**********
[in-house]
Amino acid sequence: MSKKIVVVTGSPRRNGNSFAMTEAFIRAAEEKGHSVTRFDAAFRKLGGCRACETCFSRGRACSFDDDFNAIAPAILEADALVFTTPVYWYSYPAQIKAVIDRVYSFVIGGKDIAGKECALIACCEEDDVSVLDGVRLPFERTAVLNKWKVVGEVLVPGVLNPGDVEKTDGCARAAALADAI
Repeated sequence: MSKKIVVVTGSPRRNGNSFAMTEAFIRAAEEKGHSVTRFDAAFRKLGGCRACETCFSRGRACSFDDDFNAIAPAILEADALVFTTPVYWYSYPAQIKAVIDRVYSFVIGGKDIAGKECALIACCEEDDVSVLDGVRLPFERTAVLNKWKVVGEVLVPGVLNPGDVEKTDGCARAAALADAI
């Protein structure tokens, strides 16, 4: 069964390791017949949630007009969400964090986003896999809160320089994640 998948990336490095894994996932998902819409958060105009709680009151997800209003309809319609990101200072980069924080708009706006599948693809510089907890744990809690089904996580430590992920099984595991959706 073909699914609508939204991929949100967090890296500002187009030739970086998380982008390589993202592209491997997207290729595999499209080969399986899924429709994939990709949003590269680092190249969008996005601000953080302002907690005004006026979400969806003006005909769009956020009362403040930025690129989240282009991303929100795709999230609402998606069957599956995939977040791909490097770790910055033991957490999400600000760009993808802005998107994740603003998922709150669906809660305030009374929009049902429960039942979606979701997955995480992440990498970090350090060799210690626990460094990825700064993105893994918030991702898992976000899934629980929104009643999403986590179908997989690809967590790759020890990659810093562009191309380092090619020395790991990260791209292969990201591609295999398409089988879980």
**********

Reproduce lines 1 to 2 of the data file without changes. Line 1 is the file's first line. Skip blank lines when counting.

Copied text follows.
[in-house]
Amino acid sequence: MSKKIVVVTGSPRRNGNSFAMTEAFIRAAEEKGHSVTRFDAAFRKLGGCRACETCFSRGRACSFDDDFNAIAPAILEADALVFTTPVYWYSYPAQIKAVIDRVYSFVIGGKDIAGKECALIACCEEDDVSVLDGVRLPFERTAVLNKWKVVGEVLVPGVLNPGDVEKTDGCARAAALADAI